The easiest is likely when the fets blow, then you replace them and the resistors. But other things can go like drivers and protection circuits you have to track down and replace. Often the power supply will blow because of another reason. You never know what you will find, but some amps do tend to blow 'X' over and over again.
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Listen everyone who is having any JL 500/1 or 1000/1 amps. There are many reasons why your amps have failed. Most of the problem is the power supply mosfets shorted out and output mosfets shorted too. Those are the 2 biggest problems when you run these amps hard. Also the main power supply capacitors and the gate resistors mostly burn out when a power supply mosfet shorts. Some people if they remove the back cover may see signs of of the problem area and others will not. I have been repairing these paticular amps at least 2 to 3 a week with other amps I get in. It seems that the older ones people bought working are now failing. So this is just a quick overview of what your problem is and is part or is the problem guaranteed. Sometimes I get tired of seeing them coming in but it's what I do and know exactly where to start. I don't know at this time but I think for $160 if you send your JL 500/1 to JL they will just replace the board. Don't quote me on that cause prices change. I would call and ask. My repair depending on the damage is around $80-90 to repair these 500/1. The 1000/1 can be the same or higher. I can't tell you if I don't have it in front of me diagnosing it. As I said though, the problems are basicly the same for the most part and the amp will have to be repaired. I help people also who are electronicaly inclined and if they feel confident and can unsolder and solder and know thier way around a volt ohm digital meter I can walk them through the steps. It's not that hard everybody, really it is'nt. A little confidence and soldering and reading a volt meter and you can repair your own amp. Contact me if you need any help. Thank you!
Sounds like it was playing? If it was your voltage dropped and the mosfet power supply got toasted. These amps are notorius for burning up at low voltage. Kicker did not put a low voltage shut off on it.,
Protection mode normally actives due to too much current being drawn by the output amplifiers. This can be caused by improper loading ( impedance too low for amp to drive) or one or all of your output transistors are blown. The protection mode monitors the power supply current and thermal properties of the power amp. Since your problem happens when it turns on I would have to say the supply is drawing too much current because of a bad output transistor. Without troubleshooting the amp this is the best answer I can give you. Good luck!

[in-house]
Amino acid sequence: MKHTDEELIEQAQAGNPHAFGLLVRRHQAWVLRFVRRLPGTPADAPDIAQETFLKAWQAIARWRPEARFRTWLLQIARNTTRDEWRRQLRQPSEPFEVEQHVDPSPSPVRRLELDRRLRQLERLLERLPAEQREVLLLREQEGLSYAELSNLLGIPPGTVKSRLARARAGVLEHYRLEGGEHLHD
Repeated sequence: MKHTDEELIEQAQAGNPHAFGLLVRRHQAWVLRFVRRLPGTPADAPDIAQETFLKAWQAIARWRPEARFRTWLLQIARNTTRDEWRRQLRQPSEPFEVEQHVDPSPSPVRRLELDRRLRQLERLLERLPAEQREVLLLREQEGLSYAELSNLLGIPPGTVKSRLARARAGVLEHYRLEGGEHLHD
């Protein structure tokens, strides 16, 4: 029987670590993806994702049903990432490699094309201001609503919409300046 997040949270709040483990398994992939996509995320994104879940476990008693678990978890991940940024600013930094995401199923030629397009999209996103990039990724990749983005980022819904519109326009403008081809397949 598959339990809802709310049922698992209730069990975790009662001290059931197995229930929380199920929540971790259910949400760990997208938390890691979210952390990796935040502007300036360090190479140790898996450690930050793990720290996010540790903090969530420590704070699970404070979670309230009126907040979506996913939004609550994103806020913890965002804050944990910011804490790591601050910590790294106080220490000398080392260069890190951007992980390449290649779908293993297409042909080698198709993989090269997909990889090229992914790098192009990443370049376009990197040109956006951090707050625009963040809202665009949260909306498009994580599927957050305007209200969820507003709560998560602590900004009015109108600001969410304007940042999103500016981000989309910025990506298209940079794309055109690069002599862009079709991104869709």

Something is def. wrong. did you check the fuses on the amp after the light went out? probly have a bad connection somewhere. check ground wire and power make sure they have a good connection and arent cut up and shorting out.
Since I do not have the amp opened up on the test bench and connected to be able to take readings, I can only speculate.
It is obvious by your description that the amp is going in to protection mode. It is possible that the total impedance is too low, or that the amp is being over driven.
If there is some distortion occuring especialy at a high level, the amp should go in to protection mode. It is also possible to have some defective components that are making the amp too sensitive to go in to protection mode. I have also seen defective components intermaly in amplifier units that have caused the power supply to go in to the protect mode.
I have seen defective crossovers in speaker units also cause an amplifier to go in to protection, or even be damaged. If the crossover has the type of defect that is causing an impedance missmatch or be in a low resistance, this can cause the amplifier to go in to protection.
You will need an experienced tech who knows the model of amp very well, has the instruments, and has the service mauals in order to be able to go through it to find the exact fault.
Considering the circumstances, this is the best I can do for you.
If the amp blows a fuse with no remote voltage applied, the amp has a short in the primary side of the power supply. If the fuse only blows after remote voltage is applied, the amp probably has shorted output transistors.
All of the components with the IRFZ44N part numbers are the same. The rest of the information is the date/manufacturing code and isn't really important (although they should match if they were all used in the power supply). Digikey has them. The new lead free version is IRFZ44NPBF. The rectifier ->
Do you have the switch or activate wire on the new amp. to the right hookup? If you do, then theres a problem with the amp and if your not a tech these can be a difficult thing to trouble shoot. Take back the amp or seek out a pro to test it on a bench. Good Luck
Best bet is to send it back to JL, they do not sell the PCB with all of the components loaded on it. Most likely the transistors in the power supply have fried. Open it up and see if you can find any physical damage. Google the part numbers of the bad parts, and you should be able to fix it relatively easily. www.digikey.com is a great place for parts.
Read this for more testing procedure: http://www.bcae1.com/ampfail.htm
The whole site is wonderful, really.